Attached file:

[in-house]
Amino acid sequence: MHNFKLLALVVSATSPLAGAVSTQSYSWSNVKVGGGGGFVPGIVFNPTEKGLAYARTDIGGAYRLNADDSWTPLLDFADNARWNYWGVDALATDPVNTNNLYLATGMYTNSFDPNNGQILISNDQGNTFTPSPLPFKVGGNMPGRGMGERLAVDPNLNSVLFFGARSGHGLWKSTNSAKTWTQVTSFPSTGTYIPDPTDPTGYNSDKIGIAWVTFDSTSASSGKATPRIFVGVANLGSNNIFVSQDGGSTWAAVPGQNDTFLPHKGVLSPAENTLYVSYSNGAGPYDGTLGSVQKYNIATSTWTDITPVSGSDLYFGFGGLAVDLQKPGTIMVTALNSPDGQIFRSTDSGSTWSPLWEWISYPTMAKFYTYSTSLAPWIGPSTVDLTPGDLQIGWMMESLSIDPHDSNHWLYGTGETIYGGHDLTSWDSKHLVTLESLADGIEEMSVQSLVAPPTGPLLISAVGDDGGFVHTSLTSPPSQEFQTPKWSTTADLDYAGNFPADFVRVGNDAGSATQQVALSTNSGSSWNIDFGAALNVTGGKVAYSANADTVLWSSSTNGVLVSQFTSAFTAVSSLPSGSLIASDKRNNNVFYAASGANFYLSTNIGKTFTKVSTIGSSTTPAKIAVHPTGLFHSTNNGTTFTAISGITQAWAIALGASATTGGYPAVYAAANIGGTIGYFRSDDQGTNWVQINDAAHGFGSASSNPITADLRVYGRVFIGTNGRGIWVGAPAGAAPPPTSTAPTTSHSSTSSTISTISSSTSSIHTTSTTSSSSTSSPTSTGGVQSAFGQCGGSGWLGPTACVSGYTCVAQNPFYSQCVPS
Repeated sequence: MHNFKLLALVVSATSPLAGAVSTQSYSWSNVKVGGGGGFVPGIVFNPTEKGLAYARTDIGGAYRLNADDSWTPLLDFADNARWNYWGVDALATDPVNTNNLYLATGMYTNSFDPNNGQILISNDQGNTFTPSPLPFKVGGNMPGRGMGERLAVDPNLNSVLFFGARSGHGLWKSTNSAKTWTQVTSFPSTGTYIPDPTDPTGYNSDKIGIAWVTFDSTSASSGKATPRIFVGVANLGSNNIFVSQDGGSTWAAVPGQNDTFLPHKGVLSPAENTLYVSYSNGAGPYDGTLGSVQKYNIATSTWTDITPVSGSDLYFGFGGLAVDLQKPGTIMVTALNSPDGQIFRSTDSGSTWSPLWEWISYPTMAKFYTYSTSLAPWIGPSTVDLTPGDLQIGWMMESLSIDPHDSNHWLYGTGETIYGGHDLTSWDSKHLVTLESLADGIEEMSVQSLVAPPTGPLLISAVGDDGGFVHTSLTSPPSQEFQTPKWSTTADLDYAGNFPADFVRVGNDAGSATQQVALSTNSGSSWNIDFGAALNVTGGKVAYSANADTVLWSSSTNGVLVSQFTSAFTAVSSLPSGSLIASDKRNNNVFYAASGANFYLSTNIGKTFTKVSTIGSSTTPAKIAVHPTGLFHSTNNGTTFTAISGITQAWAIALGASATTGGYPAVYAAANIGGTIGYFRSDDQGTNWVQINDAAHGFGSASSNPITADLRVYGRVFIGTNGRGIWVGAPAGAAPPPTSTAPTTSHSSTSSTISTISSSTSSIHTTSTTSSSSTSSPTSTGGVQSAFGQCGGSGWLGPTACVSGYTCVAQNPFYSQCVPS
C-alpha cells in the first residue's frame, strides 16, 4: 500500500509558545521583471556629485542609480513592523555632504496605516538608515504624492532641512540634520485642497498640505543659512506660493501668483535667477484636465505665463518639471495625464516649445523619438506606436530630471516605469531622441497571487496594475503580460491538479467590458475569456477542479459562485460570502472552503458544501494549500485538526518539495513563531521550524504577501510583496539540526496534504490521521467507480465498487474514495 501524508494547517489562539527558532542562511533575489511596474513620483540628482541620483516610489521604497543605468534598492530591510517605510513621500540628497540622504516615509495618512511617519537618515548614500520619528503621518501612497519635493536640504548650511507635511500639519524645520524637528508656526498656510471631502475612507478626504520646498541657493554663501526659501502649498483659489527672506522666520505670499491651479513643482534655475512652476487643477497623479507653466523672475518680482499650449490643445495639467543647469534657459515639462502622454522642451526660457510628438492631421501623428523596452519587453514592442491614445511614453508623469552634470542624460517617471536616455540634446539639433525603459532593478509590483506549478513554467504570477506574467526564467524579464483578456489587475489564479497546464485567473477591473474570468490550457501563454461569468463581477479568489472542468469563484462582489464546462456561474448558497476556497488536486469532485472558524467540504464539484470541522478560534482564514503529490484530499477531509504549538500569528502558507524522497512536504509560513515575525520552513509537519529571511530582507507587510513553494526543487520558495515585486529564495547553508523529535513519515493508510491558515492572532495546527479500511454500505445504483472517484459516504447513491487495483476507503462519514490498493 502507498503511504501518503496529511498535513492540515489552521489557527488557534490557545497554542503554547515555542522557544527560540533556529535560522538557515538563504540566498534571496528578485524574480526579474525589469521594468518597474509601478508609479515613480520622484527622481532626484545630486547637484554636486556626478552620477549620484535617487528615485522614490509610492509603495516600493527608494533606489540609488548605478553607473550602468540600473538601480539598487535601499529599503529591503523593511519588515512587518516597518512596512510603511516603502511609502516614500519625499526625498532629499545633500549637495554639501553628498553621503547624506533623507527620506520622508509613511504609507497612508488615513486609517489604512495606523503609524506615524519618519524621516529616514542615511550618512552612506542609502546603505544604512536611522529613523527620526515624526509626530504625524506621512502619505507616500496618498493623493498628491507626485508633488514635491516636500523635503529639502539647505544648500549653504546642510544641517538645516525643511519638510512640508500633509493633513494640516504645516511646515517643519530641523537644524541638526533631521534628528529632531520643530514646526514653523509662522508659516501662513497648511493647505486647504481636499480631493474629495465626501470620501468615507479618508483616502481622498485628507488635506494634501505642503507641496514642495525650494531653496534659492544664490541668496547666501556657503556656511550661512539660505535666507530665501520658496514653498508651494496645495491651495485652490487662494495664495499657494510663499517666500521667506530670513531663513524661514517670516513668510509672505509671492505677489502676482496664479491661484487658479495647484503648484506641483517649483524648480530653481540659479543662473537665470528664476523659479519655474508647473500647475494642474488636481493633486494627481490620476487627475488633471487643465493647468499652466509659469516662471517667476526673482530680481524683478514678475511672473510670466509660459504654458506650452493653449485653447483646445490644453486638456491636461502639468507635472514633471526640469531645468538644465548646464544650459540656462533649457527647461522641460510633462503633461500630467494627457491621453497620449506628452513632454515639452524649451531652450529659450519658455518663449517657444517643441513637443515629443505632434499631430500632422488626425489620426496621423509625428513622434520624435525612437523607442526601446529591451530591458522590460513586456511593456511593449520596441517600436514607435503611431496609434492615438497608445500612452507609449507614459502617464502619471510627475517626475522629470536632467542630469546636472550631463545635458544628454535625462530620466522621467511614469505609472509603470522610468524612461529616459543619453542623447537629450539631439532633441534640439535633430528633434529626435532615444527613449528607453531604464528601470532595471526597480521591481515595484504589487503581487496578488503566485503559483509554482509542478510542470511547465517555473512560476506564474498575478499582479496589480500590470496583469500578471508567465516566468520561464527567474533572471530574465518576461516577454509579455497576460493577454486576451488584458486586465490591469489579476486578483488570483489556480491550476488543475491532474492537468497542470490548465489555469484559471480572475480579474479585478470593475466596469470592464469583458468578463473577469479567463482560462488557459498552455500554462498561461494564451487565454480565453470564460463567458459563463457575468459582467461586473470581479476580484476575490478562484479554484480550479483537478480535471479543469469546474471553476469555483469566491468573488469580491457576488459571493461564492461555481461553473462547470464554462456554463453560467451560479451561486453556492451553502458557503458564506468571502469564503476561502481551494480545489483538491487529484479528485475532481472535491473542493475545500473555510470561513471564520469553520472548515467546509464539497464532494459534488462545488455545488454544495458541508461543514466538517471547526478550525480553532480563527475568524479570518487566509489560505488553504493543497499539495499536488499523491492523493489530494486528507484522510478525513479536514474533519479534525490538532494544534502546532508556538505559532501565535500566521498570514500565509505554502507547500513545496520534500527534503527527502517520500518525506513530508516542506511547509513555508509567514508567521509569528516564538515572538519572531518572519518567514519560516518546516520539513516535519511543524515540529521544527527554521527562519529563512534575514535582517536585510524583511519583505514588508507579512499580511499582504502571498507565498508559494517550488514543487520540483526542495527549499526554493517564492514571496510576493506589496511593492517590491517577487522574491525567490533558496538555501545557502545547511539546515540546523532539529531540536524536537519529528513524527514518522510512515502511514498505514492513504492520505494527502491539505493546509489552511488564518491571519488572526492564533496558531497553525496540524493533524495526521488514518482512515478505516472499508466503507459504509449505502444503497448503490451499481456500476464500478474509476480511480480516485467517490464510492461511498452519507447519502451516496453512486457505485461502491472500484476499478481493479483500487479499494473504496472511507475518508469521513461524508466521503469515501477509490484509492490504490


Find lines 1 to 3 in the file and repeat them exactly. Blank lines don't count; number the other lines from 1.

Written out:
[in-house]
Amino acid sequence: MHNFKLLALVVSATSPLAGAVSTQSYSWSNVKVGGGGGFVPGIVFNPTEKGLAYARTDIGGAYRLNADDSWTPLLDFADNARWNYWGVDALATDPVNTNNLYLATGMYTNSFDPNNGQILISNDQGNTFTPSPLPFKVGGNMPGRGMGERLAVDPNLNSVLFFGARSGHGLWKSTNSAKTWTQVTSFPSTGTYIPDPTDPTGYNSDKIGIAWVTFDSTSASSGKATPRIFVGVANLGSNNIFVSQDGGSTWAAVPGQNDTFLPHKGVLSPAENTLYVSYSNGAGPYDGTLGSVQKYNIATSTWTDITPVSGSDLYFGFGGLAVDLQKPGTIMVTALNSPDGQIFRSTDSGSTWSPLWEWISYPTMAKFYTYSTSLAPWIGPSTVDLTPGDLQIGWMMESLSIDPHDSNHWLYGTGETIYGGHDLTSWDSKHLVTLESLADGIEEMSVQSLVAPPTGPLLISAVGDDGGFVHTSLTSPPSQEFQTPKWSTTADLDYAGNFPADFVRVGNDAGSATQQVALSTNSGSSWNIDFGAALNVTGGKVAYSANADTVLWSSSTNGVLVSQFTSAFTAVSSLPSGSLIASDKRNNNVFYAASGANFYLSTNIGKTFTKVSTIGSSTTPAKIAVHPTGLFHSTNNGTTFTAISGITQAWAIALGASATTGGYPAVYAAANIGGTIGYFRSDDQGTNWVQINDAAHGFGSASSNPITADLRVYGRVFIGTNGRGIWVGAPAGAAPPPTSTAPTTSHSSTSSTISTISSSTSSIHTTSTTSSSSTSSPTSTGGVQSAFGQCGGSGWLGPTACVSGYTCVAQNPFYSQCVPS
Repeated sequence: MHNFKLLALVVSATSPLAGAVSTQSYSWSNVKVGGGGGFVPGIVFNPTEKGLAYARTDIGGAYRLNADDSWTPLLDFADNARWNYWGVDALATDPVNTNNLYLATGMYTNSFDPNNGQILISNDQGNTFTPSPLPFKVGGNMPGRGMGERLAVDPNLNSVLFFGARSGHGLWKSTNSAKTWTQVTSFPSTGTYIPDPTDPTGYNSDKIGIAWVTFDSTSASSGKATPRIFVGVANLGSNNIFVSQDGGSTWAAVPGQNDTFLPHKGVLSPAENTLYVSYSNGAGPYDGTLGSVQKYNIATSTWTDITPVSGSDLYFGFGGLAVDLQKPGTIMVTALNSPDGQIFRSTDSGSTWSPLWEWISYPTMAKFYTYSTSLAPWIGPSTVDLTPGDLQIGWMMESLSIDPHDSNHWLYGTGETIYGGHDLTSWDSKHLVTLESLADGIEEMSVQSLVAPPTGPLLISAVGDDGGFVHTSLTSPPSQEFQTPKWSTTADLDYAGNFPADFVRVGNDAGSATQQVALSTNSGSSWNIDFGAALNVTGGKVAYSANADTVLWSSSTNGVLVSQFTSAFTAVSSLPSGSLIASDKRNNNVFYAASGANFYLSTNIGKTFTKVSTIGSSTTPAKIAVHPTGLFHSTNNGTTFTAISGITQAWAIALGASATTGGYPAVYAAANIGGTIGYFRSDDQGTNWVQINDAAHGFGSASSNPITADLRVYGRVFIGTNGRGIWVGAPAGAAPPPTSTAPTTSHSSTSSTISTISSSTSSIHTTSTTSSSSTSSPTSTGGVQSAFGQCGGSGWLGPTACVSGYTCVAQNPFYSQCVPS